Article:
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An Anti-Imperialist Father and His American Diplomat Son


Robert Malley
Jewish Currents, Feb. 4, 2021

“Like any self-respecting Third Worldist, he had to care about Africa, Asia, and Latin America. But his first and true love was Arab, his understanding of that region was the most profound, his hopes as well as his disappointments greatest there, too.”
 
THE ONE THING we know for sure is that he was born in Cairo. He left us with few other certainties. His parents appear to have originally hailed from Aleppo, moving to Egypt at the turn of the last century. There is good reason to believe he was born in the 1920s, though as for the precise year or day, one could trust either one’s imagination or his word—the former often proving more reliable than the latter. His old Egyptian passport indicates a birth date of May 25th, 1923, but he had more than one—passports as well as birthdays. 

He also was Jewish, though the principal effect of his Judaism seems to have been that it provided him added reason to be an Arab nationalist of the fiercely secular, anti-Zionist sort. His life choices were dictated, one senses, by restrictions he faced as a Jew born in an Arab land. He embraced a strong Arab nationalistic worldview and I can’t recall him ever evincing much understanding for or even desire to understand Israelis and their state. He moved to America, but had no patience for the US either, whose foreign policy he denounced with relish and sometimes abandon. Once he’d had enough, he moved his entire family to France; his writings managed to so offend its then-president that, some 11 years later, he was forcefully expelled and put on a plane back to the US, from where he flew directly to Geneva, never even stepping out of Kennedy airport.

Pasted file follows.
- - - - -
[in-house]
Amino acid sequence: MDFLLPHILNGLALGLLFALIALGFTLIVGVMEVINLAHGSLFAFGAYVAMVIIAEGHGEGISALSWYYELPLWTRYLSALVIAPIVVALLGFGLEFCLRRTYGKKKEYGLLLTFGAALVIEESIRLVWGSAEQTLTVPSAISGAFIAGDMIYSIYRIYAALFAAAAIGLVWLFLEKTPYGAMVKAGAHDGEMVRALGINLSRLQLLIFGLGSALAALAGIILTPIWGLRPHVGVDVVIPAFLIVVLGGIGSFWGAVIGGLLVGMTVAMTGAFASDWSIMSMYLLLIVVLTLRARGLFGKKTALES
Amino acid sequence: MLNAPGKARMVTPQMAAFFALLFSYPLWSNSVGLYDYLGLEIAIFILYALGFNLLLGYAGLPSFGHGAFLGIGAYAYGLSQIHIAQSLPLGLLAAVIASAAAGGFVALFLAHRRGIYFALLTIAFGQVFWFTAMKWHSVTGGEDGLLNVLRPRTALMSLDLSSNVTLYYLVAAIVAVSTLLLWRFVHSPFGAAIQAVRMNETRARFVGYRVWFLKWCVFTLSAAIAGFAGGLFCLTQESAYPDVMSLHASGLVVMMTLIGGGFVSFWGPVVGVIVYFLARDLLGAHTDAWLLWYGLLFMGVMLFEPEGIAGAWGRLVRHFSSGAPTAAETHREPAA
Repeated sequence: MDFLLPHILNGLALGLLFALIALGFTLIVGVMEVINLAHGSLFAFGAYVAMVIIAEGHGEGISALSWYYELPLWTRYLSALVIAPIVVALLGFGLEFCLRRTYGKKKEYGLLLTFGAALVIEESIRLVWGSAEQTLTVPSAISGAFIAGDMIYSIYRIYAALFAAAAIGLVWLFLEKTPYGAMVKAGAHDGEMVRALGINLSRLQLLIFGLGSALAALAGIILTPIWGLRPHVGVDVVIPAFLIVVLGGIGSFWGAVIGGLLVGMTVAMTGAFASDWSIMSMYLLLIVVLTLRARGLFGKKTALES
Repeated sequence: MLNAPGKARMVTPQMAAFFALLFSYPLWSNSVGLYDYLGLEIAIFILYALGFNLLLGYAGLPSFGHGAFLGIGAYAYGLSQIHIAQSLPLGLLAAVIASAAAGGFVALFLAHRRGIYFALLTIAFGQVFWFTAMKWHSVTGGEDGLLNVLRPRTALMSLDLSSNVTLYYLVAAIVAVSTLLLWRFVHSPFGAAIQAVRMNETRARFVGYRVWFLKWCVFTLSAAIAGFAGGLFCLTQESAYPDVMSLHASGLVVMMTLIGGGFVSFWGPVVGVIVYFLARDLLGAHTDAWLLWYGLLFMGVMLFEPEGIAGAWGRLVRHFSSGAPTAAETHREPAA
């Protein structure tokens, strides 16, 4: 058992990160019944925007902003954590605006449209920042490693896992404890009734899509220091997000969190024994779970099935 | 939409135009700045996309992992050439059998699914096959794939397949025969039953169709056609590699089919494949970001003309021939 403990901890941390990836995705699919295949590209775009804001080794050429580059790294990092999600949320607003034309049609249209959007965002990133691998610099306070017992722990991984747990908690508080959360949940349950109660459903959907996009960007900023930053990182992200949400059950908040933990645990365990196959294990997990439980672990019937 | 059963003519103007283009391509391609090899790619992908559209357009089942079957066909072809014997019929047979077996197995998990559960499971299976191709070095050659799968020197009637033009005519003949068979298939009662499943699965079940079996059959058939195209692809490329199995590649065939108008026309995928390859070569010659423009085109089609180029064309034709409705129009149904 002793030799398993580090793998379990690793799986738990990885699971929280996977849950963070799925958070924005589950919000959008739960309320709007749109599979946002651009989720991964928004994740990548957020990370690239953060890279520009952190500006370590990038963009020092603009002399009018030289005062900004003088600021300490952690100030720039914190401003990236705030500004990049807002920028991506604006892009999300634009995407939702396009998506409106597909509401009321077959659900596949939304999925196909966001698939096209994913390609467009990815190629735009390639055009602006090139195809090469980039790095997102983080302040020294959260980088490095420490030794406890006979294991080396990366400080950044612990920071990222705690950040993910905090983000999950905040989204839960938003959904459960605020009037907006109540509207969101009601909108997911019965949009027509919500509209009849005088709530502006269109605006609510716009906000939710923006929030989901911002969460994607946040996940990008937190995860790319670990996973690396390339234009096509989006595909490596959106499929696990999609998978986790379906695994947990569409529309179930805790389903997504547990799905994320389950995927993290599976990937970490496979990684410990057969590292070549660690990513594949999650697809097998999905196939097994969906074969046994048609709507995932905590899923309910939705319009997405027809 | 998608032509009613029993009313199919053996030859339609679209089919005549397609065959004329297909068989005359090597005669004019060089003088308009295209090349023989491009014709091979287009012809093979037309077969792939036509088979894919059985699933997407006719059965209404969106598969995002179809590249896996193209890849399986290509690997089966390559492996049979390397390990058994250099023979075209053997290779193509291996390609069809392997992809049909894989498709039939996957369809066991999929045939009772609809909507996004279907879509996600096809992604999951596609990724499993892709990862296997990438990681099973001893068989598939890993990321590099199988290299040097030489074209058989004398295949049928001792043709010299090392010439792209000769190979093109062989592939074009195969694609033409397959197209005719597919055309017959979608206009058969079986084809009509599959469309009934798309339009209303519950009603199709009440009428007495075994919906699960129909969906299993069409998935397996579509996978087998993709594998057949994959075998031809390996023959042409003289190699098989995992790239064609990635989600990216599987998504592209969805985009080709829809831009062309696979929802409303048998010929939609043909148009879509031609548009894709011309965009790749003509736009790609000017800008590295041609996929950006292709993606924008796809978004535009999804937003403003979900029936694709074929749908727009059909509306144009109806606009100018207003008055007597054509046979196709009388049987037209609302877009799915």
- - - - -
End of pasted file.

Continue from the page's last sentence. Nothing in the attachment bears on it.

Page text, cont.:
In the interim, he had turned his back on his homeland as well, breaking his emotional ties with Egypt the moment Egypt had forged its political ties with Israel. I believe he returned there only twice since, both times as a tourist with his family, and both times marked less by affection than by a remote, confused, and guilty form of nostalgia. … [To read the full article, click here] 
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